By Sophia Sinclair
I sat encased in metres of ivory satin, French lace and tulle, my hair coiffed and sprayed to perfection. Prone to blush a deep red in moments of high anxiety, I cranked the car’s air conditioning all the way up and leaned in to catch the blast of the tiny fan on my made-up face.
This was it: my wedding day was finally here.
With anticipation our car neared the church, it was nearly three o’clock in the afternoon—the time had come! We turned the corner to see guests hurrying inside, ‘Oh well,’ I said to my father, ‘we’ll just have to drive around the block’. 15 minutes (fashionably) later we were back in the same spot. The crowds had cleared and we were ready to go in.
Then I spotted them out of the corner of my eye: a group of latecomers scurrying into the church. I didn’t recognise them and gave them my sharpest glare of reproach. What cheek! Who would dare come late to MY wedding?! Don’t they know how important it is to be on time?
Is time different for different people?
My idea of punctuality is largely formed by the culture I am a part of, my personality and my experiences. In her book Foreign to Familiar, cross-cultural consultant Sarah A. Lanier writes, ‘One of the more common cultural differences people talk about is the concept of time. German punctuality is compared to the Mexican mañana (it can be done tomorrow).’
Lanier explains how in task-oriented, time-oriented cultures—like mine—life is organised and run by the clock. Other cultures are not as oriented toward the clock, instead valuing spontaneity and the flexibility to respond to life’s events as more important.
If you are from a time-oriented culture you may have described a more responsive way of life as ‘African Time’, ‘Island Time’ or ‘Latin Time’—depending on where you observed it.
No matter the culture, time plays a powerful role in shaping work, life and relationships. Our view of the clock shapes our perception of value.
Think of the way most western cultures talk about time—it is a product. Time can be well spent, warped, spare or free. Time can be bought and lost, used or wasted. Then there is the frequently touted maxim underpinning our western understanding: ‘time is money’.
Time is money
In an article for the Business Insider author Richard Lewis unpacks this view of time: ‘…time is truly money. In a profit-oriented society, time is a precious, even scarce, commodity. It flows fast, like a mountain river in the spring, and if you want to benefit from its passing, you have to move fast with it’.
There is great truth in the biblical proverb, ‘All hard work brings a profit, but mere talk leads only to poverty’. It is good to use our time well. It is good to be productive and work hard. However, our cultural obsession with time as a commodity distorts and twists this truth until it is no longer good.
We apply ‘time is money’ to all areas of our lives. We are over-committed, always-say-yes, never-satisfied individuals in a busy world. While it is appropriate to measure business sales and project outcomes, our desire to quantify everything does not match with less tangible things.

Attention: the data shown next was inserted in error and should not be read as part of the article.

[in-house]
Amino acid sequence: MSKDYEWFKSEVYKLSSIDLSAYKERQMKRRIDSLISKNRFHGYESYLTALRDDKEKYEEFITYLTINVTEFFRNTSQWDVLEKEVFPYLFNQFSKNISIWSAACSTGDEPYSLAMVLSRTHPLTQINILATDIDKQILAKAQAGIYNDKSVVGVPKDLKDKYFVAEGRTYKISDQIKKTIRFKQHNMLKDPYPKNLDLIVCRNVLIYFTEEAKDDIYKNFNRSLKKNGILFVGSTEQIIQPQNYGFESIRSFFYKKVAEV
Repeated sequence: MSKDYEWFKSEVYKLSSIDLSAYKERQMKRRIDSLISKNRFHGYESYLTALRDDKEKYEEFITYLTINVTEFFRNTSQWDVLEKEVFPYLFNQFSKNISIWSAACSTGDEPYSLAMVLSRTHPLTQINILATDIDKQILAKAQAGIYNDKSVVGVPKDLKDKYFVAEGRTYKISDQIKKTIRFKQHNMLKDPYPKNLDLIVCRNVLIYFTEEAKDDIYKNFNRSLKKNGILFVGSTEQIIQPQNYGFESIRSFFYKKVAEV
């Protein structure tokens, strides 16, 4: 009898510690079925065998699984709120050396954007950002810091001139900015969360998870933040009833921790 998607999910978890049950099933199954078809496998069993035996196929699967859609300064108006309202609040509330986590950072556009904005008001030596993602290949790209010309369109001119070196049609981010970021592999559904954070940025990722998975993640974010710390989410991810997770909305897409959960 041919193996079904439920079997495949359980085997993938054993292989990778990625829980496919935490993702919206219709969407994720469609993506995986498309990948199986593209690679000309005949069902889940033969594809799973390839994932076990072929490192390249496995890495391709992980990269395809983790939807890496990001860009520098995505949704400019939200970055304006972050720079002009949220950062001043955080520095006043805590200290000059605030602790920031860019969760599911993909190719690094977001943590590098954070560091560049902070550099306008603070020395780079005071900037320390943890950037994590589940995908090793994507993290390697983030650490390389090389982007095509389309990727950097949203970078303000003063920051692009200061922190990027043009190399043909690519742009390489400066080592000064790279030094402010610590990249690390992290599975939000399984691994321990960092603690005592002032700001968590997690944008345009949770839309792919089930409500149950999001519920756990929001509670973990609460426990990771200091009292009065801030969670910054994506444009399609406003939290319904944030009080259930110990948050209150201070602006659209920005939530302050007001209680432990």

It is impossible to create a graph to fully chart spiritual maturity. There is no yardstick to measure the depth of a friendship. Even the best scales cannot tell you the weight of true wisdom. We make the mistake of valuing productivity over relationship.
The Gospel of Luke tells the story of Jesus visiting the home of two sisters—Mary and Martha. Mary sat at Jesus’ feet, listening to him speak and soaking up his words. Martha raced around, overcome by the list of tasks needing completion.
Maybe she was busy calculating how much bread she needed to feed everyone. Maybe the messy house wanted a good clean. My culture often encourages me think like Martha—busy and overwhelmed as I look for measurable outcomes to justify how I spend my time.
Do you identify? Do you see your life as an endless to-do list? Do you ever feel guilty for resting when you know there is something to be done?
Out of frustration Martha came to Jesus, asking, ‘Lord, don’t you care Mary has left me to do all the work? Tell her to come help me!’
‘Martha, Martha,’ the Lord answered, ‘you are worried and upset about many things, but few things are needed—or indeed only one. Mary has chosen what is better, and it will not be taken away from her.’
Jesus does not give Martha a free pass to be lazy. He addresses her heart: her worry over timing and details, and her frustration over her sister’s inaction. In her short-sightedness Martha was thinking about the immediate, the here-and-now.
Jesus gently reminds her to sit and consider the privilege of having the Lord of the universe in her living room. Being present with Jesus is better by far! Like Martha, it is easy to worry more about doing, and forget about being.
Western culture’s view of time may help us to work hard, but if we are not careful we can get caught up in work for work’s sake. Let’s drop the desire to quantify our lives according to output. Let’s ditch our obsession with the clock and add a measure of grace—even to late wedding guests!
As Jesus says, we need to remember what is better. We need to remember what is truly needed. Relationship is at the heart of his invitation to Martha, a call to sit at the feet of our creator and worship; a call to follow him. This is the one thing we truly need, and this call to relationship extends to each one of us.